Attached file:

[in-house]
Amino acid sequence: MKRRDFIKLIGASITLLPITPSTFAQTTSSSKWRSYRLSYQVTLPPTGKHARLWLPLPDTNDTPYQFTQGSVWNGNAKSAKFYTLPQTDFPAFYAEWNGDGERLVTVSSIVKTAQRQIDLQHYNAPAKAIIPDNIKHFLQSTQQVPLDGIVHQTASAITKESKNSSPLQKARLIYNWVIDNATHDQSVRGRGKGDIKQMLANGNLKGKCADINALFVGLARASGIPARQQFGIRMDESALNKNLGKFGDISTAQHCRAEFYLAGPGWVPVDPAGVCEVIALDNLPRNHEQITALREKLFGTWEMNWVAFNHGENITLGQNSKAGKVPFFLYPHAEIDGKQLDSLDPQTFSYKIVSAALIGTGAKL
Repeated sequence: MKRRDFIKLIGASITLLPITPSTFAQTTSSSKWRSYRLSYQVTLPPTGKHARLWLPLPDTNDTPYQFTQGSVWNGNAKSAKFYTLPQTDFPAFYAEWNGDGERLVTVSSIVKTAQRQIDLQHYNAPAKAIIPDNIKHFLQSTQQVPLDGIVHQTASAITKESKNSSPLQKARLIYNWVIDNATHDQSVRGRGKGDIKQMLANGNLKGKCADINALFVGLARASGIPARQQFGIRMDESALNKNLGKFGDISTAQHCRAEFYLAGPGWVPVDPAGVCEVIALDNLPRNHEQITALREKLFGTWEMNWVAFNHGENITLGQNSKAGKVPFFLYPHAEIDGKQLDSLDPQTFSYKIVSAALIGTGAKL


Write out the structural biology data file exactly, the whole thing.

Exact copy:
[in-house]
Amino acid sequence: MKRRDFIKLIGASITLLPITPSTFAQTTSSSKWRSYRLSYQVTLPPTGKHARLWLPLPDTNDTPYQFTQGSVWNGNAKSAKFYTLPQTDFPAFYAEWNGDGERLVTVSSIVKTAQRQIDLQHYNAPAKAIIPDNIKHFLQSTQQVPLDGIVHQTASAITKESKNSSPLQKARLIYNWVIDNATHDQSVRGRGKGDIKQMLANGNLKGKCADINALFVGLARASGIPARQQFGIRMDESALNKNLGKFGDISTAQHCRAEFYLAGPGWVPVDPAGVCEVIALDNLPRNHEQITALREKLFGTWEMNWVAFNHGENITLGQNSKAGKVPFFLYPHAEIDGKQLDSLDPQTFSYKIVSAALIGTGAKL
Repeated sequence: MKRRDFIKLIGASITLLPITPSTFAQTTSSSKWRSYRLSYQVTLPPTGKHARLWLPLPDTNDTPYQFTQGSVWNGNAKSAKFYTLPQTDFPAFYAEWNGDGERLVTVSSIVKTAQRQIDLQHYNAPAKAIIPDNIKHFLQSTQQVPLDGIVHQTASAITKESKNSSPLQKARLIYNWVIDNATHDQSVRGRGKGDIKQMLANGNLKGKCADINALFVGLARASGIPARQQFGIRMDESALNKNLGKFGDISTAQHCRAEFYLAGPGWVPVDPAGVCEVIALDNLPRNHEQITALREKLFGTWEMNWVAFNHGENITLGQNSKAGKVPFFLYPHAEIDGKQLDSLDPQTFSYKIVSAALIGTGAKL